Ngozi Okafor, a Nutritionist, says Nigerians consume a lot of probiotics foods that will aid their digestion and help maintain their gut health.


Okafor, who disclosed this in an interview with NAN on Monday in Abuja.

According to her, “probiotics are usually gotten from fermented food, which are mostly what Nigerians eat.’’

“Some of these probiotics food common in Nigeria are fermented cassava product like garri, fufu, abacha and akpu,” she said.


“There are also fermented foods in maize product like pap and millet products like Kunnu, local condiments products like, dawadawa, and Africa locust beans.

“Also, we have the local drink like pito of local beer made from fermented millet or sorghum, palm wine from palm sap and “burukutu’’ from fermented grains.

“All of these foods, when taken moderately and responsibly will aid our digestion and our guts.”


Probiotics are live microorganisms that provide health benefits when consumed, generally by improving or restoring the gut flora.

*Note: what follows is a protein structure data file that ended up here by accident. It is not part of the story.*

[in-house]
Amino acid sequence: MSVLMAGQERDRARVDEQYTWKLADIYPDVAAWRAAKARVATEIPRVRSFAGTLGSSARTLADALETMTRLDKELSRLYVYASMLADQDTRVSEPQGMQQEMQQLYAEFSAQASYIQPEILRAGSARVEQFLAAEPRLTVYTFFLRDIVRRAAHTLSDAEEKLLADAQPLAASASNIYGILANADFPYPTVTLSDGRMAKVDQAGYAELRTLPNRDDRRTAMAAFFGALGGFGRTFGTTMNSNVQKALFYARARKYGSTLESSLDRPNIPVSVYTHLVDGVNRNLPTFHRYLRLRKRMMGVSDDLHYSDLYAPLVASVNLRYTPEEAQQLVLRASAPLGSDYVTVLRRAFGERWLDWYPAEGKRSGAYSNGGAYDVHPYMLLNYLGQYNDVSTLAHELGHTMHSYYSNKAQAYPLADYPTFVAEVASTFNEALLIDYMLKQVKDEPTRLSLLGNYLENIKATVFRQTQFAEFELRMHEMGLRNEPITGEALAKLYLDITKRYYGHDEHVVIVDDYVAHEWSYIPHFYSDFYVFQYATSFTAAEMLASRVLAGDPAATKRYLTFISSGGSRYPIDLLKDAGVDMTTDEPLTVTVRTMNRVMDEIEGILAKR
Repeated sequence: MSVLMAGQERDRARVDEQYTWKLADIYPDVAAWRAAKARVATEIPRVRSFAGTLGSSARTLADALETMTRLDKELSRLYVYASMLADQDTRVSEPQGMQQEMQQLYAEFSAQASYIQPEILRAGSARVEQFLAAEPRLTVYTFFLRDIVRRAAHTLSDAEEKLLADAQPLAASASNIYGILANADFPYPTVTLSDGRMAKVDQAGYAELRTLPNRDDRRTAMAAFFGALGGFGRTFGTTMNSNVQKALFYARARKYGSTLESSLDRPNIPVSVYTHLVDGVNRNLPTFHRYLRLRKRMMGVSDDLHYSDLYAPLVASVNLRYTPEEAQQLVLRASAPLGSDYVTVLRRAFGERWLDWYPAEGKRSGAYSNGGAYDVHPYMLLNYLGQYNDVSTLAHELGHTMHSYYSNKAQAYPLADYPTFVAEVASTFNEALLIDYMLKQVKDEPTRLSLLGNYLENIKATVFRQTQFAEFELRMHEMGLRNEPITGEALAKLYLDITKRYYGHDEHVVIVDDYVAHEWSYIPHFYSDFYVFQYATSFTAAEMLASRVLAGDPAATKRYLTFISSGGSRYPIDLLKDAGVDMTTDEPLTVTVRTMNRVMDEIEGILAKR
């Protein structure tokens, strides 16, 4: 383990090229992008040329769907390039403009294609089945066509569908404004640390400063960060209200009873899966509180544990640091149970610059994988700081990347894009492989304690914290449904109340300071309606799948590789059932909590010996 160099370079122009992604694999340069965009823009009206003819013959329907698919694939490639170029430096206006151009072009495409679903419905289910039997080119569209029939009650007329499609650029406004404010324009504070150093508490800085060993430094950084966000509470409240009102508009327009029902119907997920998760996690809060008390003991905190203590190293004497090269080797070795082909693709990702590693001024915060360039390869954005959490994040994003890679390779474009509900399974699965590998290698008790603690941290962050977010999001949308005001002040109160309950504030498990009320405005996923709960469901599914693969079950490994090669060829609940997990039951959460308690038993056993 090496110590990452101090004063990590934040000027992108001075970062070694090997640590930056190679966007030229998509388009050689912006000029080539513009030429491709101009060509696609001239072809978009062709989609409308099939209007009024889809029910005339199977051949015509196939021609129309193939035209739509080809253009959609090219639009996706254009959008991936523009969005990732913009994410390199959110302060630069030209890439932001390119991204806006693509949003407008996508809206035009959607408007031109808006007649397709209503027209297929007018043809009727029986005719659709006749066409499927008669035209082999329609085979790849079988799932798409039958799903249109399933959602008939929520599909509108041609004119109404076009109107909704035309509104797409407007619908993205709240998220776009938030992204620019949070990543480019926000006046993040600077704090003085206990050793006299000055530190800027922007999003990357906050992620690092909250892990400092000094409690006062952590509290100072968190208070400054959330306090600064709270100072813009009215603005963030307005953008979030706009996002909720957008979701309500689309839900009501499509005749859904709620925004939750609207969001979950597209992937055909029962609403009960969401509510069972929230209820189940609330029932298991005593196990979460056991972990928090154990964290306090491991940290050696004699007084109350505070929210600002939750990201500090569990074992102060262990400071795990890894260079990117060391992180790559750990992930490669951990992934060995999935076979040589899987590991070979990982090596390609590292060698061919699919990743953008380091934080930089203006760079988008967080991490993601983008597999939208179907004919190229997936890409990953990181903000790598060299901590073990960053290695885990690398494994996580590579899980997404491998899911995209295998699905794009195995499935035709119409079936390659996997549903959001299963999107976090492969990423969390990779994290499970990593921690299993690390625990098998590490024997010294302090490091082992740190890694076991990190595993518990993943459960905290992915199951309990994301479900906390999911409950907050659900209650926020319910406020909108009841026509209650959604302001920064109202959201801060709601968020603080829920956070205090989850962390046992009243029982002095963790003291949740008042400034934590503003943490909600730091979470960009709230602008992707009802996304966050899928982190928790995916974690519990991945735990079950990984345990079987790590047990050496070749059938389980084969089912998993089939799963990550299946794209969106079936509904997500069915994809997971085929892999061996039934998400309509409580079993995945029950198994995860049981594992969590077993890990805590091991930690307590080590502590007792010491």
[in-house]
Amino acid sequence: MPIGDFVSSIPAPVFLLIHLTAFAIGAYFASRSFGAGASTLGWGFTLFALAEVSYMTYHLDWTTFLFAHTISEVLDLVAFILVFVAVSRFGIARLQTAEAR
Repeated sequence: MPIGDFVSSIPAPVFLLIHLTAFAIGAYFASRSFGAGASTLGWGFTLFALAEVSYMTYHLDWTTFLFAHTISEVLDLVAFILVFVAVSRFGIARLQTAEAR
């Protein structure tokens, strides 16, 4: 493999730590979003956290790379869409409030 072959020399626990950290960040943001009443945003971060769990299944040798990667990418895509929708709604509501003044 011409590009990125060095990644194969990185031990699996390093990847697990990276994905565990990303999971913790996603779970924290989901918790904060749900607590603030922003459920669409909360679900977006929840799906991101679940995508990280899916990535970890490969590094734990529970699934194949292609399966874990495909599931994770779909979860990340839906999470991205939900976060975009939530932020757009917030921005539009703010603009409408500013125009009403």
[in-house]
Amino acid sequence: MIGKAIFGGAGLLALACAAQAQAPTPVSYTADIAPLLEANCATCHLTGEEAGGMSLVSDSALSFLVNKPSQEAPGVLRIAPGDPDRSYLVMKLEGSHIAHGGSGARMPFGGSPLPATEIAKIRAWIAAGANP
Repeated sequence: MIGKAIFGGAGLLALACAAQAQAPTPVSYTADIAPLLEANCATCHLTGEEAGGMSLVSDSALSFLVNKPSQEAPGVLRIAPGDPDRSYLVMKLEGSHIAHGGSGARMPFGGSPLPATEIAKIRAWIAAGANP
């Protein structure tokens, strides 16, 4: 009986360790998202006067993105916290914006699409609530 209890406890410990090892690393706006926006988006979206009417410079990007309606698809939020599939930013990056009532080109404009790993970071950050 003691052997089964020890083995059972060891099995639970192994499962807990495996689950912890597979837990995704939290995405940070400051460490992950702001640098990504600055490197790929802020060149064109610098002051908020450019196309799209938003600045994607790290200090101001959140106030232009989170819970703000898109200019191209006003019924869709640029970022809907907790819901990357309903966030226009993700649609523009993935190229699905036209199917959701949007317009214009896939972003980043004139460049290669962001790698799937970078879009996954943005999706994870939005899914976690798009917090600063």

According to her, probiotics are also considered generally safe to consume but may cause bacteria-host interactions and unwanted side effects in rare cases.

She said that though there were many probiotic foods available in the country, some Nigerians could still consume probiotic supplements.

Okafor said conventional wisdom should tell a person to avoid bacteria, but some bacteria can promote better health, including probiotic.


She said probiotics were microorganisms naturally present in the digestive tract that aid digestion and reduce inflammation.

The nutritionist said that probiotics were bacteria and yeasts good for the body, especially in the aid of digestion.

According to her, they are generally considered safe because they are already present in a normal digestive system.

She, however, said that there are theoretical risks for people with impaired immune function.


“The body is full of bacteria, both good and bad, but probiotics are often called good or helpful bacteria because they keep guts healthy,’’ she said.

The nutritionist said that most probiotics were mostly sold as dietary supplements, which she disclosed do not undergo the testing and approval process that drugs do.

Okafor advised that it was preferable for people to take probiotics in food as they were natural.

“For example, after you take antibiotics, probiotics can help you replace them. It can help balance your good and bad bacteria to keep your body working the way it should,” she said.


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